Curator Georgia Fox dons vintage finery at the county museum.
Even if you're not ready to trade all you own for a pickax and a mule, consider spending a weekend scouting Jackson, Calif., in the heart of the Sierra gold country. A few blocks from the modern crossroads of Highways 88 and 49 and just 47 miles east of Sacramento, lazy creeks still meander past the brick fronts and balconies of this foothill town's historic district, and the descendants of Italian and Serb gold miners still gather for coffee in the local diners. A Gold Rush saloon, one-of-a-kind shops, and the haunting remains of what was once the richest mine in the mother lode are only a few of the treasures that make Jackson the perfect place to set up camp.
The National Hotel has anchored the south end of Jackson's busy Main Street since 1862. John Wayne and Will Rogers have hoisted pints or played cards behind the swinging doors of the National's saloon, and live dance music still draws crowds every weekend. Nearby, reasonably priced antique stores lure bargain hunters.
From July 22 to 25, the Amador County Fair celebrates the county's 150th birthday with winetasting and live music. Related events are planned throughout 2004. Call (209) 245-6921 or visit www.amadorcountyfair.com.
Visitors are also attracted to the other shops in Jackson, where retailers specialize—with a passion. At a converted gas station known as the Home and Farm Kitchen Store, copper polenta pots, molds for steamed pudding, and a thousand other unusual gadgets vie for shelf space with camp stoves and eight sizes of cast-iron skillets.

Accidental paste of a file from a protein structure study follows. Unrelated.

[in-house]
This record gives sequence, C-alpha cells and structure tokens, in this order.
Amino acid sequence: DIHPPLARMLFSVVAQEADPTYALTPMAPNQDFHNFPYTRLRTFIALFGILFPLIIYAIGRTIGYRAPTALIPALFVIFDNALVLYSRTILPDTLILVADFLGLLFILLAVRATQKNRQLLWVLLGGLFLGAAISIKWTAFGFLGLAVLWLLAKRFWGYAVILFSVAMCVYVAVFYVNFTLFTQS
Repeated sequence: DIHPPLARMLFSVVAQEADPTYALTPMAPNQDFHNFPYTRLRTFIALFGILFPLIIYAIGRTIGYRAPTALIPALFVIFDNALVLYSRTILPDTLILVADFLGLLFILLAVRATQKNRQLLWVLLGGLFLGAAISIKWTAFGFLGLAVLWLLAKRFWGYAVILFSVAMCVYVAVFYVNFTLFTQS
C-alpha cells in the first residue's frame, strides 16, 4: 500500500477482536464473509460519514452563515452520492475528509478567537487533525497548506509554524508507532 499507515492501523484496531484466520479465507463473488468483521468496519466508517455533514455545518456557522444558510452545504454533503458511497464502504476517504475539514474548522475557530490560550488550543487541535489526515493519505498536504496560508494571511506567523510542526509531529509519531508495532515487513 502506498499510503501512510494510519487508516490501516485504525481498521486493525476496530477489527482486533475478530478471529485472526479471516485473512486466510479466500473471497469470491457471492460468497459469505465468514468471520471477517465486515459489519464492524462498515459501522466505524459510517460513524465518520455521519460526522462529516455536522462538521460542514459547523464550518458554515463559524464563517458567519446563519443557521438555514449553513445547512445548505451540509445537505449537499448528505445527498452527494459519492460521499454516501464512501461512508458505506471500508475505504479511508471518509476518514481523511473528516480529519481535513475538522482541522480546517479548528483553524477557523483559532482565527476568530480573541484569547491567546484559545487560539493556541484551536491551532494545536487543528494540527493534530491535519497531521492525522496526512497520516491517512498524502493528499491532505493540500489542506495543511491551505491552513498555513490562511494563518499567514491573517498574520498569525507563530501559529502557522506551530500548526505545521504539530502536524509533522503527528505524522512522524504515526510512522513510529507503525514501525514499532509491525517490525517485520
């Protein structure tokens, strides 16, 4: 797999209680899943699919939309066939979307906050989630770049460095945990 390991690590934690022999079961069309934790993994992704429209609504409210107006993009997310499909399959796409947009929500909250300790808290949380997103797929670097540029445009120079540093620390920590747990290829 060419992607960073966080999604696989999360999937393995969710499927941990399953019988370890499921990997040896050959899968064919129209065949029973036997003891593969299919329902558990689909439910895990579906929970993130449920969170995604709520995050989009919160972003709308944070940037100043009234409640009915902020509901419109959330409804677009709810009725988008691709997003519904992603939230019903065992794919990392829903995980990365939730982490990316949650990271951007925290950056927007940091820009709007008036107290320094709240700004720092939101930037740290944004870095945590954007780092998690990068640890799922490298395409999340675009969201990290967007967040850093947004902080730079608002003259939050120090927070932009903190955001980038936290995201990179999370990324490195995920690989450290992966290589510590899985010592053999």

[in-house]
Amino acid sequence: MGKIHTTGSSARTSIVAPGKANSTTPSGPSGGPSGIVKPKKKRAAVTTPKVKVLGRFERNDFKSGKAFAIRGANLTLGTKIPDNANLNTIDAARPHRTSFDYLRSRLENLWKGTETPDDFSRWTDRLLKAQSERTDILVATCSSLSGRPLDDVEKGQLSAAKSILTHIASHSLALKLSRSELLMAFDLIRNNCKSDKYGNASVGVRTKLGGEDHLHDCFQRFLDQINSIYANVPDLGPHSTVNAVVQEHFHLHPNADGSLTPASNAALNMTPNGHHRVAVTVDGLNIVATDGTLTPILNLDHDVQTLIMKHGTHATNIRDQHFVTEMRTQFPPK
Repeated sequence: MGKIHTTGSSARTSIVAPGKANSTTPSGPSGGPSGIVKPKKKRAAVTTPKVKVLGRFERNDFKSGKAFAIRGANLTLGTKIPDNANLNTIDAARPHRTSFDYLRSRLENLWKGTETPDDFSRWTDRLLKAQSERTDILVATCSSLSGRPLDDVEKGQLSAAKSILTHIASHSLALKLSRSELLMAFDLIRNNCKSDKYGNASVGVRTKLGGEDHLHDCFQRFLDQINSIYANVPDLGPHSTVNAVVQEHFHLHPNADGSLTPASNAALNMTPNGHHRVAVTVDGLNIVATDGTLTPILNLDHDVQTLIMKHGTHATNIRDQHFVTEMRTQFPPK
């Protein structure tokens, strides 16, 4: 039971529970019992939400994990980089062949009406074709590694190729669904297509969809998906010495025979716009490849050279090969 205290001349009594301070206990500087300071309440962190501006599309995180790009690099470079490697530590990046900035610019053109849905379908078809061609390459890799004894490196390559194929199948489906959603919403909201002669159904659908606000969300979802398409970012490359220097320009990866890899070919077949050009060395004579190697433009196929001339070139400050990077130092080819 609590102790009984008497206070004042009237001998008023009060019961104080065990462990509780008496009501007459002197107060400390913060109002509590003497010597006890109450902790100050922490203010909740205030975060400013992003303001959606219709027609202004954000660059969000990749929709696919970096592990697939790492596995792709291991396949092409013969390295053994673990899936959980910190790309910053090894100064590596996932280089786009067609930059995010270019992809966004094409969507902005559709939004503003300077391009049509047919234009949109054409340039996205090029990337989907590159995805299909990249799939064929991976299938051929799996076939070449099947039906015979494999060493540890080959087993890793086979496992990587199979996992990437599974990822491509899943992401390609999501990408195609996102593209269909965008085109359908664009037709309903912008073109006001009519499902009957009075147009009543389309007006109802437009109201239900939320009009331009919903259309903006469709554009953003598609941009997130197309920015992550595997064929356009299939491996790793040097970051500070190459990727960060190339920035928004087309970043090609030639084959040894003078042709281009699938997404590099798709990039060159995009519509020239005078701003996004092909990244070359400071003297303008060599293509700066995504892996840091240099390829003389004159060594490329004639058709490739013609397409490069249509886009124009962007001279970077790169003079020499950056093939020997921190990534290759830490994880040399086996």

Even kids who don't collect model trains will be drawn to Wierschem's Train Town Candies and Ice Cream Parlor, a hobby store whose inventory ex-panded to include sweets. Just for starters, you can choose from more than 100 flavors of taffy (80 are sugar free), 24 kinds of fudge, and some 40 varieties of licorice. (Kookaburra, from Australia, is the most popular.) Adults may prefer to sample the treats at California Wine Sellers, a shop that focuses on award-winning zinfandels and other local vintages. An argon-gas pouring system allows the staff to offer 25 tasting wines every day, including hard-to-find selections from nearby Young's Vineyard, Dobra Zemlja, and Jeff Runquist Wines. Pick up a map of Amador County's 27 wineries or ask for advice and taste the best right in the store.
A BEACON OF BEAUTY
The Shady Lady sells handmade lampshades in beaded, Victorian, and modern styles. Or use your own fabric and design. 122 Main St., 257-1503.
At lunchtime, try the ginger noodle salad or Turkish grilled eggplant sandwich at the Upstairs Restaurant & Streetside Bistro (also open evenings for a five-course wine dinner). Or check out Mel & Faye's Diner, where locals head for double-deck Moo Burgers and fresh banana milk shakes. For picnic fixings, go to the Mother Lode Market & Deli (try its Italian sausage on a hot roll).